The Harmonised Training Package documents key nutrition areas in emergencies and protracted crisis situations and is for trainers, practitioners and decision makers. It is organised as a set of modules by subject, each containing technical information, training exercises and a resource list for use in training course development covering:

Introduction and concepts (5 modules)

Nutrition needs assessment and analysis (5 modules)

Interventions to prevent and treat malnutrition (9 modules), and

Monitoring, evaluation and accountability (2 modules).

The Package is an initiative of the IASC Global Nutrition Cluster and is on the UN Standing Committee on Nutrition (UNSCN) website at


Field Exchange: the Emergency Nutrition Network magazine

This is a free hard-copy magazine published three times a year containing field articles, research and news pieces for those working in emergency nutrition and food security. You can download and order hard copies at  


Other conditions

Guidelines for the prevention and clinical management of snakebite in Africa: 2010.World Health Organization, Regional Office for Africa, Brazzaville. Download from (4.5MB)


People with mental health conditions are a vulnerable group
 This new WHO report presents compelling evidence that people with mental health conditions meet major criteria for vulnerability and yet fall through the cracks of development aid and government attention. It makes the case for reaching out to this vulnerable group through the design and implementation of appropriate policies and programmes and through the inclusion of mental health interventions into broader poverty reduction and development strategies. It also describes a number of key interventions, which can provide a starting point for these efforts.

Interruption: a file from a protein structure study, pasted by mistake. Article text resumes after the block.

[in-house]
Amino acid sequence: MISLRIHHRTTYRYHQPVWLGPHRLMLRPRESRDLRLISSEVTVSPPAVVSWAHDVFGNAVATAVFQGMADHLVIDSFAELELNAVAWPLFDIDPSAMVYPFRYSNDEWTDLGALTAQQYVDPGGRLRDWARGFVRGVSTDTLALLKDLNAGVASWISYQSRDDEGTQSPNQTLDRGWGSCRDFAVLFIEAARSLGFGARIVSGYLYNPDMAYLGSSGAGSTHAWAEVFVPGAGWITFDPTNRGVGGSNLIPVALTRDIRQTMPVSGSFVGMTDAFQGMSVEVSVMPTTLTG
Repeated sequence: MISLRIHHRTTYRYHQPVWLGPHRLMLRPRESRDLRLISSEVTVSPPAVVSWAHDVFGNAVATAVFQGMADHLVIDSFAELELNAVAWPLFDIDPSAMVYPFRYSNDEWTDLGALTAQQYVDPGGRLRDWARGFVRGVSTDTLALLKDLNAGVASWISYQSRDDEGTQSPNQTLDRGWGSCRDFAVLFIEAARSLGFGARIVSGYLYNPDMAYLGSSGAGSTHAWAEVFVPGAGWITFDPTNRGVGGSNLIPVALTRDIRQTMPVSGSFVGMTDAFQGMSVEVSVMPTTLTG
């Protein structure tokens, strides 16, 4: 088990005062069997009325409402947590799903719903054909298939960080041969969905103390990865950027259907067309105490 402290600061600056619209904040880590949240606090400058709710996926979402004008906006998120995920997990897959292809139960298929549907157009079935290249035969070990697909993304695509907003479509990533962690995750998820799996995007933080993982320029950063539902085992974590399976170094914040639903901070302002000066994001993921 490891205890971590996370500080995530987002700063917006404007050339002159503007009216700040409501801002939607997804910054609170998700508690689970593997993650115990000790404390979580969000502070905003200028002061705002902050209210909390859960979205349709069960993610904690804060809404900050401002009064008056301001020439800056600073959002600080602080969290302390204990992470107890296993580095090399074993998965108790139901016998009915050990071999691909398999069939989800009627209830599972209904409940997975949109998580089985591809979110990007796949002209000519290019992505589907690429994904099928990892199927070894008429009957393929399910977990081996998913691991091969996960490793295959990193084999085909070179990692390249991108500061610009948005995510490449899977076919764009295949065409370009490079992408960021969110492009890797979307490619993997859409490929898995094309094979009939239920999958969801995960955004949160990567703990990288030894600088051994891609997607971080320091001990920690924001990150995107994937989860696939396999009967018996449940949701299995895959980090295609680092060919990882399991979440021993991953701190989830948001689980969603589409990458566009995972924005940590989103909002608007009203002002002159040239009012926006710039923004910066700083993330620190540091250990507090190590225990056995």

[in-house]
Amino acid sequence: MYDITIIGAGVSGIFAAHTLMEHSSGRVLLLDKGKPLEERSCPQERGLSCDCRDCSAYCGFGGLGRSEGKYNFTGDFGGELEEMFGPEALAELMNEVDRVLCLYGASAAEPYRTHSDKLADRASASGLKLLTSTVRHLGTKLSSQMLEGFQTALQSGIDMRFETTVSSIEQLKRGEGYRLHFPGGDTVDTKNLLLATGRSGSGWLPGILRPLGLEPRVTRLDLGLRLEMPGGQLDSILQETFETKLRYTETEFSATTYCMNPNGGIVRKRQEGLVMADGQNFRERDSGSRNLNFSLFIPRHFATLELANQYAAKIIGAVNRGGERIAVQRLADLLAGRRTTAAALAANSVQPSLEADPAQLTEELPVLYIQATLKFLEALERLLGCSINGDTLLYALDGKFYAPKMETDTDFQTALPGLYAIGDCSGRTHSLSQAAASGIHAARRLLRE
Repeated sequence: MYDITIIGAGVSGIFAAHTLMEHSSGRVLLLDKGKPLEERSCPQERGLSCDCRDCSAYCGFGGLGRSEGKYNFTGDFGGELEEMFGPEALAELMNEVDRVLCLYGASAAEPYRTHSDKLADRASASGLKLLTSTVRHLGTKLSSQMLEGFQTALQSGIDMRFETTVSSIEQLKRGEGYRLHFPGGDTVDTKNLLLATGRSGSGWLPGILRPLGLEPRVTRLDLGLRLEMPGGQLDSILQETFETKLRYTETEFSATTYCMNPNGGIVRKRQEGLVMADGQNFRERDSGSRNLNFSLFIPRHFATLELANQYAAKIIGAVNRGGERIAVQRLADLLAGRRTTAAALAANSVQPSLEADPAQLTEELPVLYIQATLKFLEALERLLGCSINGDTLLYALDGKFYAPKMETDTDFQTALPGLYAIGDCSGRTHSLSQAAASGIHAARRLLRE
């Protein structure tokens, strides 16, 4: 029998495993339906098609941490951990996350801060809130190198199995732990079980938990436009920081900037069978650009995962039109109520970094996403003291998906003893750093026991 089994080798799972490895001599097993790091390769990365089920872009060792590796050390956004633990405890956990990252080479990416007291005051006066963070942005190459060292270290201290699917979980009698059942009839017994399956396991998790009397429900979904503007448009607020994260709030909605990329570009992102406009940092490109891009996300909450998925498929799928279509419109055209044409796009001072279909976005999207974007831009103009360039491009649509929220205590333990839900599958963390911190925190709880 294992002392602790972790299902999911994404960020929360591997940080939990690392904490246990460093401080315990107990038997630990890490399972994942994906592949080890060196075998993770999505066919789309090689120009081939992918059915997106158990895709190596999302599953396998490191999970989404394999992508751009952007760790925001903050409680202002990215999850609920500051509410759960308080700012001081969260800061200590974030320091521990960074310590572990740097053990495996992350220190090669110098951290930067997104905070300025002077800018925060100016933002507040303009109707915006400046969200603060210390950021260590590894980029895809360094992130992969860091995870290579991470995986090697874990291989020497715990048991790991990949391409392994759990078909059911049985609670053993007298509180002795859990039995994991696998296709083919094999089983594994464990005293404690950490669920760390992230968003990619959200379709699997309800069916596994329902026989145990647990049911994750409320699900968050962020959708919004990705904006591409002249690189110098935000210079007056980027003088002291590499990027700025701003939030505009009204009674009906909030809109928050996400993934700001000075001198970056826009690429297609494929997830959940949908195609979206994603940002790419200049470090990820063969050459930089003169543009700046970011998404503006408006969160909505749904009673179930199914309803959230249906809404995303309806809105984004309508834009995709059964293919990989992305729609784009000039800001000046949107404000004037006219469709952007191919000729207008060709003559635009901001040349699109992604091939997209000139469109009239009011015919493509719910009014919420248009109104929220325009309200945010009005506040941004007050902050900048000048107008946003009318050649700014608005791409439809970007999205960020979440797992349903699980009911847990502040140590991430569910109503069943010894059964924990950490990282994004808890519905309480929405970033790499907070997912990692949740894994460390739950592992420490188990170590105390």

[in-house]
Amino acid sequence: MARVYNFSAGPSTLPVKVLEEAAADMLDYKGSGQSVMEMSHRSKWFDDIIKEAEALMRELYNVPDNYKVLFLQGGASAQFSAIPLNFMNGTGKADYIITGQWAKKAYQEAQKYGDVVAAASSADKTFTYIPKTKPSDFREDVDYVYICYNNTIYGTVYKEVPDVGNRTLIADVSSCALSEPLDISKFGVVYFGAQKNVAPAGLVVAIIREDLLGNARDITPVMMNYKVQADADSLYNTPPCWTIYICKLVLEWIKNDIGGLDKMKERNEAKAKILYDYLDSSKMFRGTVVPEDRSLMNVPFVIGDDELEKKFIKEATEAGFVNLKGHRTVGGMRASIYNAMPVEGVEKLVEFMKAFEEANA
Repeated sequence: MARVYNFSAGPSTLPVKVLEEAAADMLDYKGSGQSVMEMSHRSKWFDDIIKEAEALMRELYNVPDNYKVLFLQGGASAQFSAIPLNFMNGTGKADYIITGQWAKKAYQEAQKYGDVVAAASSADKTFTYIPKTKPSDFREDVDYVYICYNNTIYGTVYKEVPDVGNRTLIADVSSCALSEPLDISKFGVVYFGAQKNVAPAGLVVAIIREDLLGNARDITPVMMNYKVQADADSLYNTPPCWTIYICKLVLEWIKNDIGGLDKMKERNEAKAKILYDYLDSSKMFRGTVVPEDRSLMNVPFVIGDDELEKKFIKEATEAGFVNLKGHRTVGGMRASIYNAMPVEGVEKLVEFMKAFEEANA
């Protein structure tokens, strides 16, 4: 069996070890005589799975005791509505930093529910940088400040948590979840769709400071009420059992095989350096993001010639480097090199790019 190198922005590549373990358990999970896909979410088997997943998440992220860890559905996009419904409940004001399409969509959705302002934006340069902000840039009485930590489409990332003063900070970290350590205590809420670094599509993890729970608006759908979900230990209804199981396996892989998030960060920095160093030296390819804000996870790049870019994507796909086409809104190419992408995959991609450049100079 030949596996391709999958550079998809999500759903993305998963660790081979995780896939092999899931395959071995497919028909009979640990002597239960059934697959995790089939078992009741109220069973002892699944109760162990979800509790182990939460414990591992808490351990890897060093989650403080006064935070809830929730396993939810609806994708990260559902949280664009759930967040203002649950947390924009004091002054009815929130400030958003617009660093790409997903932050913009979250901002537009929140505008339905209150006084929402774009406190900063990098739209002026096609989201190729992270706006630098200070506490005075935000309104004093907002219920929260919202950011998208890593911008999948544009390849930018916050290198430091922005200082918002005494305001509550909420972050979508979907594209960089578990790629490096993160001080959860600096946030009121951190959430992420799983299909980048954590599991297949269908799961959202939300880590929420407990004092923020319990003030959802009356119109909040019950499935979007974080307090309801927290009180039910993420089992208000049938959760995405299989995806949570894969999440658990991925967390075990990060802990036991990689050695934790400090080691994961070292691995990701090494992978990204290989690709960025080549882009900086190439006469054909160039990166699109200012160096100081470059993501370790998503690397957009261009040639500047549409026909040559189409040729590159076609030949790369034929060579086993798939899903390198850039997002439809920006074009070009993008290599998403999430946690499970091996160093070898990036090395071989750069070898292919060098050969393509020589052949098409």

Download the report from



Surgical Care at the District Hospital is a toolkit developed by WHO. The package includes a manual, training videos, and best practice protocols. The aim is to provide guidance on developing policy, training curricula, essential equipment, teaching and best practices on trauma, anaesthesia, HIV prevention, pregnancy complications and in disaster situations. The toolkit takes a primary health care approach in strengthening health systems to reducing death and disability in injury, pregnancy related complications, congenital anomalies and infection. It is available on a priced CD but all items, other than the videos, can be downloaded from


Surgery in Africa Monthly Reviews

These reviews are available free at

Examples of recent ones in 2010-11 are:

  • August: Disorders of the Umbilicus
  • September: Evidence Based Medicine for the Surgeon
  • November: Evidence Based Medicine (Updated)
  • December: Groin Hernia Repair-Revisited
  • January: Hirschsprung's Disease in Africa in the 21st Century.

Also at this site are archives of reviews since 2005 and a resource library.


Continuing Medical Education

The Cochrane Library's database of health-related Systematic Reviews

This database of systematic reviews and meta-analyses summarises and interprets the results of medical research. It is a valuable resource that is available free to readers in South Sudan (and other low-income countries). It is easy to access, does not require user-name or password and easy to search. Abstracts and ‘Plain Language Summaries’ are available to readers everywhere. Find the Library at


Makerere University, Uganda: Scholarly Digital Library